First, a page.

The lake was just a child. In 1955, its dam was near. Its 49,000 acres of water lapped around the standing timber and new rocky shoreline in the Ouachita Mountains. And, for a while, that environment would make a young Lake Ouachita one of the premier bass lakes in the United States.
It was then, in the golden post-war heyday of baby boomers that Hal Barnes lucked out in a drawing, and founded one of the only resorts on the wilderness-encased lake. And it was then, now over 60 years ago, that a young Bill Barnes followed his father’s footsteps to the shores of Lake Ouachita.
“We started with 12 rooms and 100 aluminum boats,” a humble Barnes says. “People would line up near the ramp before dawn to rent one. They’d carry their outboard motors and gas tanks in the trunk, and I’d run up and haul them onto the boats to get them ready to fish.”
Now, Barnes is the purveyor of 90 lodging units from cabins to condos that each hold two to three bedrooms. It’s a sprawling Ozark Empire that was born on the coattails of fishing. Barnes’ 450-acre Mountain Harbor Resort houses over 1,300 storage slips, three swimming pools, the world’s only floating Subway sandwich shop (located inside of the tackle store and marina), and at least one warehouse brimming with military vehicles dating from World War II through the Cold War. (The on-site Montgomery County Military Museum is free of charge and open by appointment.)
But through the good times and bad, through 11 U.S. Presidents from Eisenhower to Obama, Barnes says the fishermen have never left his family’s business. “Today, they’re 20-30 percent of all of our business,” Barnes adds. “And they’re always our best bad weather customers. You always get the pleasure boaters when it’s nice, the people on pontoons and PWC’s, but the fishermen come for tournaments, even when it’s raining in the middle of winter.”
It was here, in the pool at Mountain Harbor, that the first Rebel crankbaits were tested in the early 60s—as Barnes tells it, after George Perrin spied the then-transformational, wooden Rapala lures that Hal Barnes rented from their marina. “We used to rent those Rapala’s for $5 a day when they came out,” recalls Barnes. “One day, George Perrin, who was close to my dad, came in and said, ‘You know? I can make this out of plastic.’ A few weeks, later, I stood at the window of our lodge watching George cast that lure for hours, adjusting it with pliers and a pocket knife. He did that with several prototypes.”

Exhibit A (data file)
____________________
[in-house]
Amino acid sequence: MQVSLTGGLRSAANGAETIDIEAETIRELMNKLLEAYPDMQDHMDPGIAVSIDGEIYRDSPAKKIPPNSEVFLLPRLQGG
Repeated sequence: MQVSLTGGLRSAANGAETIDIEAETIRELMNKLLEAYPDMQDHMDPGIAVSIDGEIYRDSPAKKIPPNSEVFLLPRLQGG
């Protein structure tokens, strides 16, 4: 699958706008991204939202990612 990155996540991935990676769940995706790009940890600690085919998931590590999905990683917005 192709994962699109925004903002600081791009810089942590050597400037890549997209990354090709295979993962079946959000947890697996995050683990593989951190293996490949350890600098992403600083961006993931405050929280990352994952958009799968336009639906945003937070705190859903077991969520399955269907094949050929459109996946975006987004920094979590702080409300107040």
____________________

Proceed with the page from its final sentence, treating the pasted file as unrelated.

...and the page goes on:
And it was here, at Mountain Harbor, where the inaugural Bassmaster Classic Champion, Bobby Murray, chose to host the the very first Bass Fishing Institute in 1975. “Ray Scott had this idea to hold a class to teach people how to fish,” adds Barnes. “So he brought in Billy and Bobby Murray. They set up shop in one of our buildings and started teaching people how to fish out here on the lake.”
By the end of its run in 1984, over 30,000 anglers had attended a Bass Fishing Institute class, earning the group recognition by the National University Continuing Education Association. And in 2015, Billy Murray resurrected the institute in the same building where it all began—under the same watchful lodge on the shores of Lake Ouachita.
Over time, the fishing at Ouachita evolved. As the lake’s standing timber succumbed to time, it seeded its Top 10 ranking to other reservoirs and waterways in Texas, Florida, Alabama and Tennessee. The old crankbaits of the past still work, but current Mountain Harbor guides like Mike Wurm, Jerry Bean and Chris Darby rely on a steady diet of Kalin’s worms, or on new techniques like spybaiting. And they credit the lake’s diversity for keeping anglers coming in eager and leaving happy throughout the year.
“There are so many species out here that you can’t go wrong,” says 10-time Bassmaster Classic qualifier Mike Wurm. “If the spotted bass and largemouth aren’t on, you can go to stripers. If they aren’t on, you’ve got walleye and crappie.”
It’s a recipe for success that hasn’t changed much since 1955. It’s kept the Barnes family in business for over 60 years, and it’s left a lasting legacy on an entire industry—all from the sleepy shores of a secluded, Ozark lake.